A GOP Faction Votes Against Ukraine

US Senate Minority Leader McConnell (R-KY) talks to reporters about continued military aid and weapons to Ukraine.



Congress nearly passed $40 billion in aid to Ukraine, but notably 68 Republicans in the House and Senate voted no. Their arguments are inconclusive and suggest that isolationism is on the rise in the GOP.

The Senate advanced bill 81-11 on Monday after the House voted 368-57 last week. All objections come from the GOP. Some were predictable: Senator Rand Paul of Kentucky took the bill hostage last week, speech The US “cannot continue to spend money we don’t have.”

However, he turned down an offer from Senate leaders to hold an amendment vote, and his stunt achieved nothing but delaying the vote for several days. Mr. Paul’s real objections were not financial but philosophical. He imagines a world where America can ignore what rogue forces do, send flowers to the victims, and America will not be affected.

But it’s disappointing to see Bill Hagerty and others make the excuse that America, as Senator of Tennessee, put it“Hurry aid to another country when we can’t take care of ourselves.”

This is not a binary option. The United States has always had problems at home, but it also has interests to protect abroad. The GOP should be the regulator of taxpayer money and it is correct to emphasize that more money for Covid-19 goes separately from Ukraine aid. But denying aid to Ukraine won’t end the fentanyl scourge, and this Congress has splurged on infrastructure.

As GOP Leader Mitch McConnell said over the weekend, “American support for Ukraine’s self-defence is more than just philanthropy.” It is in the national interest of the United States. Ukraine’s brave defense with American help has weakened Vladimir Putin, which means he is less likely to cause trouble elsewhere. Every Russian tank destroyed by Ukraine does not threaten American soldiers.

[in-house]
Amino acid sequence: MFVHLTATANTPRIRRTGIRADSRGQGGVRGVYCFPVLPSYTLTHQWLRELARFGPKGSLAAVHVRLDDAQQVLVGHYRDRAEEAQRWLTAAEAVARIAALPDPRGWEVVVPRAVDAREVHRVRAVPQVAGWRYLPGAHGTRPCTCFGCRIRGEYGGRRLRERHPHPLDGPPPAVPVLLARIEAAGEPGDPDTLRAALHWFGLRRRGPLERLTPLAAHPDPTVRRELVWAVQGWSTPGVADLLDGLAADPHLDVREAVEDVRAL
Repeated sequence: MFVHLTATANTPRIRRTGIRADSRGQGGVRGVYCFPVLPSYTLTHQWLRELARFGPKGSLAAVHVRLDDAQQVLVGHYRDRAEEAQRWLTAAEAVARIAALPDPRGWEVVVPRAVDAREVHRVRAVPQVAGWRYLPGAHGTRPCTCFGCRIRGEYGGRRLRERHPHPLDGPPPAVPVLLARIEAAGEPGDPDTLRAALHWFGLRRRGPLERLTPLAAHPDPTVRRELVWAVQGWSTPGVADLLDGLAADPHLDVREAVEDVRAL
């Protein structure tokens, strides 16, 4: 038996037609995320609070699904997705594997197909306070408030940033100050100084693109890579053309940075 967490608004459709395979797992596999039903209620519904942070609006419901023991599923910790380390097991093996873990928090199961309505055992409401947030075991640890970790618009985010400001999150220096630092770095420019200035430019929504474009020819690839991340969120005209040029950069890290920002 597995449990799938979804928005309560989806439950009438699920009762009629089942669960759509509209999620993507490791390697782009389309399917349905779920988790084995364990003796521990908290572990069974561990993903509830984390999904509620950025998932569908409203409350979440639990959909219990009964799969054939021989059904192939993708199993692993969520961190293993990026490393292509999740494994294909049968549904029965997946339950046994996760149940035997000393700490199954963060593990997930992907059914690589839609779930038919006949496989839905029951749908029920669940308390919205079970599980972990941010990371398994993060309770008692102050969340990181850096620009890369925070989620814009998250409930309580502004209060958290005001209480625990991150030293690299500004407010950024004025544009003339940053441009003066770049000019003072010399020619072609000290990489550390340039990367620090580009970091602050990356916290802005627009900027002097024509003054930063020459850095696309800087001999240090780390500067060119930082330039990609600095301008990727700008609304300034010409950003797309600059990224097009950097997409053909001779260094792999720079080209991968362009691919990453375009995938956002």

Western insistence is a warning to other belligerent regimes – China, for example – that imperialism will not be free. However, the belated US leadership of Ukraine has inspired Europe to dedicate more of its right to self-defence and to become less dependent on Russian energy. The Ukraine bill includes billions of dollars to help the Pentagon replenish depleted arsenals and fund US troop deployments in Europe. All of this enhances the security of the United States.

Another objection argues that the aid is a “blank check” for Ukraine. Hard. Much of that will be in military equipment that will be delivered immediately to the battlefield. Some non-military funds — about $5 billion in global food aid — could go to waste. But Ukraine’s economy has been ruined by Russia and needs outside help to keep the war effort going, and the bill spends $8.7 billion on economic aid such as keeping key services running. government.

The $40 billion cost has drawn frustration, not even that it will be recorded in the trillions of dollars that Congress has thrown at Covid. But the larger bill would help Ukrainians get more of the equipment they need on a larger scale and sooner. That spending would be more efficient than having Congress pass a piecemeal bill every month.

The opponents are a minority in the Congressional GOP, and credit Senator McConnell for supporting President Biden’s request. But the GOP’s growing isolationist caucus is a bad sign for the party and risks squandering the Republican Party’s longtime advantage over foreign policy and national security.

Review & Outlook: By invading Ukraine, Vladimir Putin has united the NATO alliance, which will be stronger with Finland and Sweden as members. Image: Sputnik / TT News Agency / Lehtikuva / Reuters Synthesis: Mark Kelly

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Appears May 18, 2022, print.

https://www.wsj.com/articles/a-gop-faction-votes-against-ukraine-aid-bill-senate-congress-mitch-mcconnell-bill-hagerty-11652822179 A GOP Faction Votes Against Ukraine

Alley Einstein

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